Fabian satirizes a more serious subject: criminal justice, or the lack thereof. In such provocatively titled pieces as the "Anti-Pig Machine" and "Cop Vision: WWB Edition," he creates contraptions that illustrate how social programming fuels the racially-charged rash of police brutalizing and killing black Americans. He counters those realistic depictions of inherent bias toward African-Americans with animated portrayals of friendly interactions between cops and white suspects. It's a subtle nod to a not-so-subtle irony.

“I’ve tried to think about conspiracies like they were mechanized," he said, explaining the dehumanizing effects of media bias. "Conspiracies up close just look like moving parts. But as you step back, you realize that they’re all connected. And they’re all connected to produce a similar result.”

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Tuesday, May 24, 2016

A night of art and libations with the High Museum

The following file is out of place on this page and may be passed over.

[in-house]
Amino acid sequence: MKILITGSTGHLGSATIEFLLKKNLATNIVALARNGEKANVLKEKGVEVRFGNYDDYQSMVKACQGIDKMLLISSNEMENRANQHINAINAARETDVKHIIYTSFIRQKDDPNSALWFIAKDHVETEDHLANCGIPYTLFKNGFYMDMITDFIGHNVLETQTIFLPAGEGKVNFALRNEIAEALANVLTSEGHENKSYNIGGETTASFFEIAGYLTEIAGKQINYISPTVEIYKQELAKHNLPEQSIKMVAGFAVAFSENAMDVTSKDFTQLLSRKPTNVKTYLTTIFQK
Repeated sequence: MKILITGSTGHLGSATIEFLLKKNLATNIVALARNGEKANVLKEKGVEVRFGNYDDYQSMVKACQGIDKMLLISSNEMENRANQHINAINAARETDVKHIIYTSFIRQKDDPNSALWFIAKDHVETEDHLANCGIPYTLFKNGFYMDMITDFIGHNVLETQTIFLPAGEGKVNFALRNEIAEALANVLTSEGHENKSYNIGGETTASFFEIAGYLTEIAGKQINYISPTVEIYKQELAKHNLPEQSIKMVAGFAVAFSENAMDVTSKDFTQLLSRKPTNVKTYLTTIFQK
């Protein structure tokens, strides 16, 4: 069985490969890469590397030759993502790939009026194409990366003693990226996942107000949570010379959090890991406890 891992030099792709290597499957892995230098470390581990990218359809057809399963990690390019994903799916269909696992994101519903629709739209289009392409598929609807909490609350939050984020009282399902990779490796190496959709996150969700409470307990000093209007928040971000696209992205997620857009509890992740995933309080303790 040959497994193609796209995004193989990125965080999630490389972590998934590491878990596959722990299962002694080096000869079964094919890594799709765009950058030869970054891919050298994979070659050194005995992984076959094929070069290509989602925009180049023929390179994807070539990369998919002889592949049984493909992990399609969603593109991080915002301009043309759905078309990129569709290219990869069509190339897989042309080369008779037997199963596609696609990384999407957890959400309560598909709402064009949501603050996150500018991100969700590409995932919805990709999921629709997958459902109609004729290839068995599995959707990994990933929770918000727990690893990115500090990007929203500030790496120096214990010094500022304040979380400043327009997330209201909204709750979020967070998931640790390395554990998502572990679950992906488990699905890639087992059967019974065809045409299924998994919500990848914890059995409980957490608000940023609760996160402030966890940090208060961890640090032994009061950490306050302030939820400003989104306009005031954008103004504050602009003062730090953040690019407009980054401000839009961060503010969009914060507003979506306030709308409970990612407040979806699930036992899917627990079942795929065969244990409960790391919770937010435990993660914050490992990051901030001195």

Posted By on Tue, May 24, 2016 at 10:23 AM

Are you a regular mid-week slump sufferer? Don't worry — the High Museum of Art has you covered. They are hosting Hops and the High at Red Brick Brewing Company, a one-night event full of games, art, and of course, beer.

"The Hops and the High event was an idea we had to better promote the culture of the arts in Atlanta," Stephanie Smith, the High's membership manager, says. "This event in particular is geared at harnessing the enthusiasm and creativity of local residents who often don't think of the High as anything other than a brick and mortar building. We encourage participants to become engaged in the museum and appreciate all types of art — visual, performance, and in this case, craft beer!"